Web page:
June 16, 2013

Sometimes I reel off a series of ten or twenty blogs dealing with substantive topics in food ethics, and I manage to do it with something of a light touch, if not always a modicum of humor. So I count things like discussing the surprising rationale for NOT requiring recyclable cloth grocery bags and the inconveniences of retail food stores’ attempts at inventory control as a “substantive topic”, and I’ll even include a couple of entries on how the prevalence of all you can eat buffet tables seems to affect the formation of moral character, or the rationales for resilience and food hubs on the list. I look back on a string stretching back to last December and ignore an occasional rant brought on by robots or bat guano (even if the latter might have been my funniest effort) and feel like I’m keeping up my end of the bargain.

And then one Sunday in June I wake up and it feels like I’m channeling Andy Rooney. All I can think about is some diatribe about the lack of good tortillas or grits in Michigan, or how strange the whole idea of kale chips seems to me. I could probably gin up a paragraph or two about those little tinfoil packages of jelly one finds at chain restaurants these days. How did they get that jelly in there in the first place? Is there a job description for jelly squirter, or has that been taken over by machines? And whatever happened to just passing around the jelly jar, anyway? If it was good enough for Grandma and Grandpa, it’s probably good enough for us, too. It’s just a sign of our basic ineptitude (or maybe it’s global capitalism run amok) that leads us to think that we need little tinfoil packages of jelly, anyway. What’s next? Tinfoil packages of butter and honey?

Then it’s on to “Who even uses the word ‘tinfoil’ these days? When was the last time you heard someone say that?” Ah yes, it’s only been a couple of years since we lost Andy, but some of us miss him. And speaking of Andy Rooney, we might notice that his segment on 60 Minutes was originally a replacement for the “Point/Counterpoint” exchange between James K. Kirkpatrick and Shana Alexander. I’m sometimes tempted to channel Kirkpatrick, but not so much his persona as an irascible arch conservative as the irascible column he used to write on language. I’m tempted to point out that the word ‘reflexive’ is supposed to indicate a reflex action, hence one that is an utterly unthinking and non-conscious response. But some sociologists and geographers are now starting to use it when what they really mean is ‘reflective’—an action that has been consciously and deliberatively considered. It would be utterly irrelevant in a food ethics blog if it weren’t for the fact that their advocacy of “reflexive food ethics” is even starting to penetrate into real life!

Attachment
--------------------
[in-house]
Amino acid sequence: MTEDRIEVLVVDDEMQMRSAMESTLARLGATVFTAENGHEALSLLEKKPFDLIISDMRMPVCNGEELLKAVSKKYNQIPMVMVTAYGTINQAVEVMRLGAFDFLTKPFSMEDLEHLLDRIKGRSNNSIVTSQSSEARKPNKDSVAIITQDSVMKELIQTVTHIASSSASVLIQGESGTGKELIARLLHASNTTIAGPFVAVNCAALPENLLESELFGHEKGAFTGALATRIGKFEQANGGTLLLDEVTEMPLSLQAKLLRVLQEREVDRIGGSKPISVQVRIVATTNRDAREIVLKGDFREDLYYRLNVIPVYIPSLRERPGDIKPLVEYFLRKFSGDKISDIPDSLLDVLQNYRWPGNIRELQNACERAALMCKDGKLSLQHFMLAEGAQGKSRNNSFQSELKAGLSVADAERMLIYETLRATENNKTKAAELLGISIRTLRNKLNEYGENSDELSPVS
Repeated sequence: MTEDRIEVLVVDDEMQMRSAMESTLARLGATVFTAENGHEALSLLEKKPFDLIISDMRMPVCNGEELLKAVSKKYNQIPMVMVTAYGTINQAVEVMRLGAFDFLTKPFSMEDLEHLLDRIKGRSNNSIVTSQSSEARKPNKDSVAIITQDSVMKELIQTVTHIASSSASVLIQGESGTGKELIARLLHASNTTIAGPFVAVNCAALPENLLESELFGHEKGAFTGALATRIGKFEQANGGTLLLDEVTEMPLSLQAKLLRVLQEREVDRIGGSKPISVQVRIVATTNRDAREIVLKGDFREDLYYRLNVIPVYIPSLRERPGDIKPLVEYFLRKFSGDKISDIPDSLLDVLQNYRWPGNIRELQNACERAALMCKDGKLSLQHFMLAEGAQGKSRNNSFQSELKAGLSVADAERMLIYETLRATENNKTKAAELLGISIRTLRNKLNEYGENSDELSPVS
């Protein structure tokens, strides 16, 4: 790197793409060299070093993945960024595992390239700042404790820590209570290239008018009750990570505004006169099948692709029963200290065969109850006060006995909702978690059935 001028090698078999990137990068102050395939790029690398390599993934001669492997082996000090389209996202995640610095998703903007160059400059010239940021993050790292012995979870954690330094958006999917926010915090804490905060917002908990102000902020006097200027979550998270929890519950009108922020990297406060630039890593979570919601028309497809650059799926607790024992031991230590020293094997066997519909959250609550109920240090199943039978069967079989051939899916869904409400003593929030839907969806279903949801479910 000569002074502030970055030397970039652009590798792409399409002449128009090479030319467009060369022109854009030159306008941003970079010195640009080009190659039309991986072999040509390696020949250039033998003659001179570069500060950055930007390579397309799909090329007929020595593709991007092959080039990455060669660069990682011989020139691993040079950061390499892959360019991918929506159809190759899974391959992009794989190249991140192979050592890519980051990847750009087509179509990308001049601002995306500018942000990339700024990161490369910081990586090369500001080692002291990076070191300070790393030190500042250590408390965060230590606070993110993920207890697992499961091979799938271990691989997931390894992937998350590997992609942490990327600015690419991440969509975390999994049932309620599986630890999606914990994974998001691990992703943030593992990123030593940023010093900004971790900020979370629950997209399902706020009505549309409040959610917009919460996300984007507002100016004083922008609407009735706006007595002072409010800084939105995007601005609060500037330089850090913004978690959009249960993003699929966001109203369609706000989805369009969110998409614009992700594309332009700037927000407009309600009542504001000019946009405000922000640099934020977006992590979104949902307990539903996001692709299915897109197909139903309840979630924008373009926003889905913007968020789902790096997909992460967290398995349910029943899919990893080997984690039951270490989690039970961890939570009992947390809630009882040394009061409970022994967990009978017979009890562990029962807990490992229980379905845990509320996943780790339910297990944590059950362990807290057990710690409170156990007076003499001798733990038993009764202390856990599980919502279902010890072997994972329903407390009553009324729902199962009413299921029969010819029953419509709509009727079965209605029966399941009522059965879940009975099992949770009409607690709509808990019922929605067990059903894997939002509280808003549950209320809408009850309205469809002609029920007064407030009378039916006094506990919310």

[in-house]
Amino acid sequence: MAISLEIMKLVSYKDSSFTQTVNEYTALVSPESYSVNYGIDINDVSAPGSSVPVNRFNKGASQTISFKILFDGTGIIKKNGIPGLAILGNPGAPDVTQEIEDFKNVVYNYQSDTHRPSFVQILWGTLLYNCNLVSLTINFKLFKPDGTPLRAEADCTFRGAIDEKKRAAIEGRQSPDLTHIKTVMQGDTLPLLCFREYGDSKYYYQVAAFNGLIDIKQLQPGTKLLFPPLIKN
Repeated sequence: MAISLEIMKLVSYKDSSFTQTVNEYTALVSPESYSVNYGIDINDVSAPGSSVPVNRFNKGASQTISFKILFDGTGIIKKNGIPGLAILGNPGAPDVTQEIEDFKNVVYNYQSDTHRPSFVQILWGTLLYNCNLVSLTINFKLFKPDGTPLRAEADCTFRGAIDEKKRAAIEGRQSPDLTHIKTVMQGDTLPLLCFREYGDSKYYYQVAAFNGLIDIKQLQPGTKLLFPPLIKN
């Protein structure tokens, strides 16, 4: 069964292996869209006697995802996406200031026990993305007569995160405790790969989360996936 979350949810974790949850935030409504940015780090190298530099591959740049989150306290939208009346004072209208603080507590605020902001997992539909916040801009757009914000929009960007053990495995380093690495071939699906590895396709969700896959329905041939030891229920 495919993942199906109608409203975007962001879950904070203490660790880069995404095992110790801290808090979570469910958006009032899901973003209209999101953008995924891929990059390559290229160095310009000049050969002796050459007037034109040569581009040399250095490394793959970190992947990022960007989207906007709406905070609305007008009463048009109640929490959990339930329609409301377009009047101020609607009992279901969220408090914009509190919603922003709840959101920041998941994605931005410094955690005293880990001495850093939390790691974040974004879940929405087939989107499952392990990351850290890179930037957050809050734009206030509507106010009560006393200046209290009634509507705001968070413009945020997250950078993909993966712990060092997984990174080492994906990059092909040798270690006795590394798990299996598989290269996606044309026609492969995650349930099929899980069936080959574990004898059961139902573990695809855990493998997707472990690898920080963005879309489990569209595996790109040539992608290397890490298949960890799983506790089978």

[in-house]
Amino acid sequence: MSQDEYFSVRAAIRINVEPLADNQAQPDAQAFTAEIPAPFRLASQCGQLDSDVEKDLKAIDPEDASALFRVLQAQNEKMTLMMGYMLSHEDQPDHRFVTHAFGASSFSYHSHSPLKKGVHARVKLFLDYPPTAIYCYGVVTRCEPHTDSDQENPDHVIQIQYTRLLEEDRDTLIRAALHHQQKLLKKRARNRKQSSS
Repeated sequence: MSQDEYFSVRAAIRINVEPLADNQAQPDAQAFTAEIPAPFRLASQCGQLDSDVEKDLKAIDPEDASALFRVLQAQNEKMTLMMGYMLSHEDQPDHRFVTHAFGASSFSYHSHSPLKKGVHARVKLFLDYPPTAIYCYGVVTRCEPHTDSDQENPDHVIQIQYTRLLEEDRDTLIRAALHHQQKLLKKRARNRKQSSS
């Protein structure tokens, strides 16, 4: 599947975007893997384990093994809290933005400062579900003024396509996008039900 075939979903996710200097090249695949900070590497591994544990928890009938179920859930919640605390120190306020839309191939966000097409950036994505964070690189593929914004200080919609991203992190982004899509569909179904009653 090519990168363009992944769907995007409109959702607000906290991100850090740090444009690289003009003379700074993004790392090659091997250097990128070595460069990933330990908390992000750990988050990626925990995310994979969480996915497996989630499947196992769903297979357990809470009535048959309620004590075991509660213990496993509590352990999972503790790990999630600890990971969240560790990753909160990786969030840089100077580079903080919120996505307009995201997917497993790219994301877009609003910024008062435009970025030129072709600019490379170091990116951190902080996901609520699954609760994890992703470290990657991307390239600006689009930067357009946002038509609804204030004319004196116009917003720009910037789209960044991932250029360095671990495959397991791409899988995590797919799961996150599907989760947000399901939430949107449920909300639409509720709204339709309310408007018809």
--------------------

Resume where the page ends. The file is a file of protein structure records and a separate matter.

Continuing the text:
Arrgh! Ordering that chicken fried steak night after night: Now that’s an example of reflexive food ethics. Grr! Andy Rooney would never make such a mistake.

Well, Rooney might have ordered the chicken fried steak, for all I know. It’s misusing the word ‘reflexive’ that I’m talking about. As we said in the Thornapple Blog, once before, “Jane, you ignorant slut!”

We’ll leave the kids who never saw Point/Counterpoint (it ended in 1979)—and thus have no idea what Dan Ackroyd and Jane Curtain were parodying (they probably have seen that) to ponder that one awhile. Then they can tell the robots.

Paul B. Thompson is the W.K. Kellogg Professor of Agricultural, Food and Community Ethics at Michigan State University



2 thoughts on “Reflexivity

  1. I miss Andy, and I miss Molly Ivins. Mike Royko I don’t miss because he lives in me.

    Copying Andy, the consummate NY Giants football fan, is one of the ways I learned to write short simple sentences then putting a period and starting a new sentence because a series of short simple one thought sentences carefully organized in a logical sequence so that the thought pattern is clear and understandable and available as food for thought (why has your food blog never included a blog on food for thought?) and which are free — the short simple sentences — of distracting side thoughts — mini-sentences — by parentheses or –what are those things? — hyperboles I think — are so much more useful than some big long sentence that takes up half a page and in which people lose the thought track, justifiably and of which there are many examples thereof in the erudite text I am proofreading but only through Chapter 6 because that is as far as the author has gotten and she will let me know when Chapter 7 is ready.



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